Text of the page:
Tuesday, November 18, 2014

David Farland on How to Win Writing Contests

A couple weeks ago, I mentioned that I had earned an Honorable Mention in the Writers of the Future Contest earlier this year. Currently, David Farland is serving as the Coordinating Judge for this contest, which means that he is primarily responsible for going through the "slush pile" of entries and separating out those that are worth further consideration. Given that this is one of the largest and most prestigious contests in genre fiction, Farland's advice on writing is well worth considering.

Last week, he sent out a long-winded E-mail to those on his mailing list entitled "How to Win Writing Contests - and Big Publishing Contracts." You can read the full document here (and sign up for said mailing list), but for those who'd rather just get the highlights, I thought I would summarize it for you here.

He starts off with this preamble:

Recently, several people have asked me to share my list. I no longer have that original document, but here is a list of things that I might consider in creating a story that I want to use as an entry to a contest—or for a novel that I want to submit to a publisher.

First, a word of warning. When I was very young, perhaps four, I remember seeing a little robot in a store, with flashing lights and wheels that made it move. To me it seemed magical, nearly alive. My parents bought it for me for at Christmas, and a few weeks later it malfunctioned, so I took a hammer to it and pulled out the pieces to see what made it work—a battery, a tiny motor, some small colored lights, cheap paint and stickers.

Your story should feel magical and alive. It should be more than the sum of its parts. So as I list these parts, be aware that a great story is more than any of these.

Farland then offers advice on four major story elements. Following each blurb, he offers an almost exhaustive checklist of questions to ponder for each of these elements.
  1. Setting - My goal with my settings is to transport the reader into my world—not just through the senses, but also emotionally and intellectually. I want to make them feel, keep them thinking. This can often be done by using settings that fascinate the reader, that call to them.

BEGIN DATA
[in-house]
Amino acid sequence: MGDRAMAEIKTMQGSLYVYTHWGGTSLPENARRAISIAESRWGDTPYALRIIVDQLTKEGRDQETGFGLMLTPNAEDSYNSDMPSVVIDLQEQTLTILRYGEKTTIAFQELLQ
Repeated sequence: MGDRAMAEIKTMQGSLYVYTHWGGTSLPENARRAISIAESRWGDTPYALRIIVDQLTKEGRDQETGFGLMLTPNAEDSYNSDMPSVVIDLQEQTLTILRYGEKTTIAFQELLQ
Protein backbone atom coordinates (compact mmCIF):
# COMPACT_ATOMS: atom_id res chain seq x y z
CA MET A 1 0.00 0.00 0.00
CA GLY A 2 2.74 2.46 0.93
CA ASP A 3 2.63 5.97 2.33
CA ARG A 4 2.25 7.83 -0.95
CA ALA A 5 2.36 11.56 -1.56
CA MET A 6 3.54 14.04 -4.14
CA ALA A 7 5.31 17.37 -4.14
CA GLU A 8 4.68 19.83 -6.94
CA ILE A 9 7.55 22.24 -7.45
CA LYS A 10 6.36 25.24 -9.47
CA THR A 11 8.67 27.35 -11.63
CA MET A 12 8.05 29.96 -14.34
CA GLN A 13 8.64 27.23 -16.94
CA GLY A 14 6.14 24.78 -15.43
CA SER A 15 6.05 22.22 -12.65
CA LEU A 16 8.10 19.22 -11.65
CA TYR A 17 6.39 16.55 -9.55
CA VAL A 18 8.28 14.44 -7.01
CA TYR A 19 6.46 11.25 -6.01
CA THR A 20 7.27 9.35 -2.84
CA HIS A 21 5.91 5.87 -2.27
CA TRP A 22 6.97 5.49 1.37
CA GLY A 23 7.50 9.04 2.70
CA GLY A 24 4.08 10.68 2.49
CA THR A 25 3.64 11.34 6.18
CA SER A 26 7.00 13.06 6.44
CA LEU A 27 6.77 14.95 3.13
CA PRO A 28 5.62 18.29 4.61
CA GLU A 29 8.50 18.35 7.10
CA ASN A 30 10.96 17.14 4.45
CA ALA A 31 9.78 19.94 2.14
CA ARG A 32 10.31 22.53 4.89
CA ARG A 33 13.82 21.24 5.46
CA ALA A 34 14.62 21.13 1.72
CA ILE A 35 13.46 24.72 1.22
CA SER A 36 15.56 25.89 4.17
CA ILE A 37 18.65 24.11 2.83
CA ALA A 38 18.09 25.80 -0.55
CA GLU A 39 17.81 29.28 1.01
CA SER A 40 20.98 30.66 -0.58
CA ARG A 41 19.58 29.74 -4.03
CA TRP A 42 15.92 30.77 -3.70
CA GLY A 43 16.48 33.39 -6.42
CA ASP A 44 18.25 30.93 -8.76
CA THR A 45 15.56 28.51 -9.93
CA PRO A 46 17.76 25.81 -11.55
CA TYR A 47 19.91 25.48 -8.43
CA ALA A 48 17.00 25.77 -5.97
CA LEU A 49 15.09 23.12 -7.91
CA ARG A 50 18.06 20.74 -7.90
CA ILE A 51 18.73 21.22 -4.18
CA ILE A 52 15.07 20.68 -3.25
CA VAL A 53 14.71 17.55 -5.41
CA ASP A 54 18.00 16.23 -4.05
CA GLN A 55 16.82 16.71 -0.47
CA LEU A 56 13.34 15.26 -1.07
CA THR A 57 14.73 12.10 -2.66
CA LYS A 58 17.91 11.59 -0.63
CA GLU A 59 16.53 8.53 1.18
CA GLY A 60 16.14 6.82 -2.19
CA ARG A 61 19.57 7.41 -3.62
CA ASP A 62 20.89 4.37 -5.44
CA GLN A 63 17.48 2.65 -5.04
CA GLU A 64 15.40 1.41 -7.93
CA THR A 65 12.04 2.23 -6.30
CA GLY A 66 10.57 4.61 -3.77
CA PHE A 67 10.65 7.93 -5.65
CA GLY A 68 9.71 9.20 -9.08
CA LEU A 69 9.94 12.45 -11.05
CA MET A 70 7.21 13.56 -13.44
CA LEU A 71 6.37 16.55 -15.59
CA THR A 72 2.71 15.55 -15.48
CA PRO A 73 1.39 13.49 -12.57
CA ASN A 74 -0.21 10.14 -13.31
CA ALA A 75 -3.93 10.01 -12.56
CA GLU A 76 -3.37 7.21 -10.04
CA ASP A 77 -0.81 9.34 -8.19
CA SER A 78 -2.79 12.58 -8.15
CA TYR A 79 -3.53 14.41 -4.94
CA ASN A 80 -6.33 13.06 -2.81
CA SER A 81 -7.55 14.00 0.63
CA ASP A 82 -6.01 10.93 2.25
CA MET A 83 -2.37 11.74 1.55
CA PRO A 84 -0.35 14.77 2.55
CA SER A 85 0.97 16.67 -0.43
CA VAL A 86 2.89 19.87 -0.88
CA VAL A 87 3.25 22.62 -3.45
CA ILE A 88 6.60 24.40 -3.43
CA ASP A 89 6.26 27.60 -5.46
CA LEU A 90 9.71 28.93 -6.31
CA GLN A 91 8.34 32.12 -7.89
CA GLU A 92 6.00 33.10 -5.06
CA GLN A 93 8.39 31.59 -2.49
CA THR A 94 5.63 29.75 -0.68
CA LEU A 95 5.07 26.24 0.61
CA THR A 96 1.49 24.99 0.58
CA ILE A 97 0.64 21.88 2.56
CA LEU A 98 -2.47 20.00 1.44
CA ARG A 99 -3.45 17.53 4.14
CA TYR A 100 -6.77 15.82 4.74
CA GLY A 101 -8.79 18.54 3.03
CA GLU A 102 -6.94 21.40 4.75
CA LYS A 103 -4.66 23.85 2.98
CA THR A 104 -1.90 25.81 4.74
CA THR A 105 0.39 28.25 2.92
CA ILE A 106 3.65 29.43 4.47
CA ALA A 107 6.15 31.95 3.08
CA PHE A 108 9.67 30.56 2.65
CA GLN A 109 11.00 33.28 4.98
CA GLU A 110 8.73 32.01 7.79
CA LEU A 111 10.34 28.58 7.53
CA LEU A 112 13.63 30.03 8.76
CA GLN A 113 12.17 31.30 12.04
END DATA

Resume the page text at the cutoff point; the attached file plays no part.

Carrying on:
2. Characters - I want my characters to feel like real people, fully developed. Many stories suffer because the characters are bland or cliché or are just underdeveloped. We want to move beyond stereotypes, create characters that our readers will feel for. At the same time, we don’t want to get stuck in the weeds. We don’t want so much detail that the character feels overburdened and the writing gets sluggish.
  3. Conflicts - One of the surest ways to engage our audience is through conflicts. When a conflict is unresolved, and when the audience is waiting breathlessly for its outcome, the reader’s interest will become keen. They’ll look forward to the resolution unconsciously, and may even be thinking, “Oh, this is going to be good!” That state of arousal is called “suspense,” and it’s perhaps the most potent element of a tale.
  4. Themes - Themes in the story might be called the underlying philosophical arguments in your tale. A story doesn’t need to have a theme in order for it to be engaging. Likeable protagonists undergoing engaging conflicts is all that you need in order to hold a reader. But a tale that tackles a powerful theme will tend to linger with you much longer. Indeed, such tales can even change the way that a reader thinks, persuade him in important arguments. Shakespeare made every story an argument, and the “theme” was the central question to his tale.
Finally, Farland offers a few thoughts on the more mechanical elements of writing, including style, prose, and structure.

If you're really looking to craft a great piece of writing, delving into all of these areas is guaranteed to make your final product much better.

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